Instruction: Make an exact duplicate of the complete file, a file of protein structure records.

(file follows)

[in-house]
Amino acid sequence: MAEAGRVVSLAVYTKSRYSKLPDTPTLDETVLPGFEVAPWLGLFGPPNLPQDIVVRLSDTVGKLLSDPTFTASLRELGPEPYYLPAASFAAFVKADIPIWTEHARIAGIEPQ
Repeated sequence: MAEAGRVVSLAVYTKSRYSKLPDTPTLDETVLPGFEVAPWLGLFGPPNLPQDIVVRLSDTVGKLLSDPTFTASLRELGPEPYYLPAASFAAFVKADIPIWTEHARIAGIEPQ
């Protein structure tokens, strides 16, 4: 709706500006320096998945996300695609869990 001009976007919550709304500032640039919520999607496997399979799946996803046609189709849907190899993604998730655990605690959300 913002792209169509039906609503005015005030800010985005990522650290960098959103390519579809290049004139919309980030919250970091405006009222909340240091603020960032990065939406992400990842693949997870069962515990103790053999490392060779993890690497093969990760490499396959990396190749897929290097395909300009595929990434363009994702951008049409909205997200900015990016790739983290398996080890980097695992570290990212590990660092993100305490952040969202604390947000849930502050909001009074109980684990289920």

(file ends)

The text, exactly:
[in-house]
Amino acid sequence: MAEAGRVVSLAVYTKSRYSKLPDTPTLDETVLPGFEVAPWLGLFGPPNLPQDIVVRLSDTVGKLLSDPTFTASLRELGPEPYYLPAASFAAFVKADIPIWTEHARIAGIEPQ
Repeated sequence: MAEAGRVVSLAVYTKSRYSKLPDTPTLDETVLPGFEVAPWLGLFGPPNLPQDIVVRLSDTVGKLLSDPTFTASLRELGPEPYYLPAASFAAFVKADIPIWTEHARIAGIEPQ
């Protein structure tokens, strides 16, 4: 709706500006320096998945996300695609869990 001009976007919550709304500032640039919520999607496997399979799946996803046609189709849907190899993604998730655990605690959300 913002792209169509039906609503005015005030800010985005990522650290960098959103390519579809290049004139919309980030919250970091405006009222909340240091603020960032990065939406992400990842693949997870069962515990103790053999490392060779993890690497093969990760490499396959990396190749897929290097395909300009595929990434363009994702951008049409909205997200900015990016790739983290398996080890980097695992570290990212590990660092993100305490952040969202604390947000849930502050909001009074109980684990289920």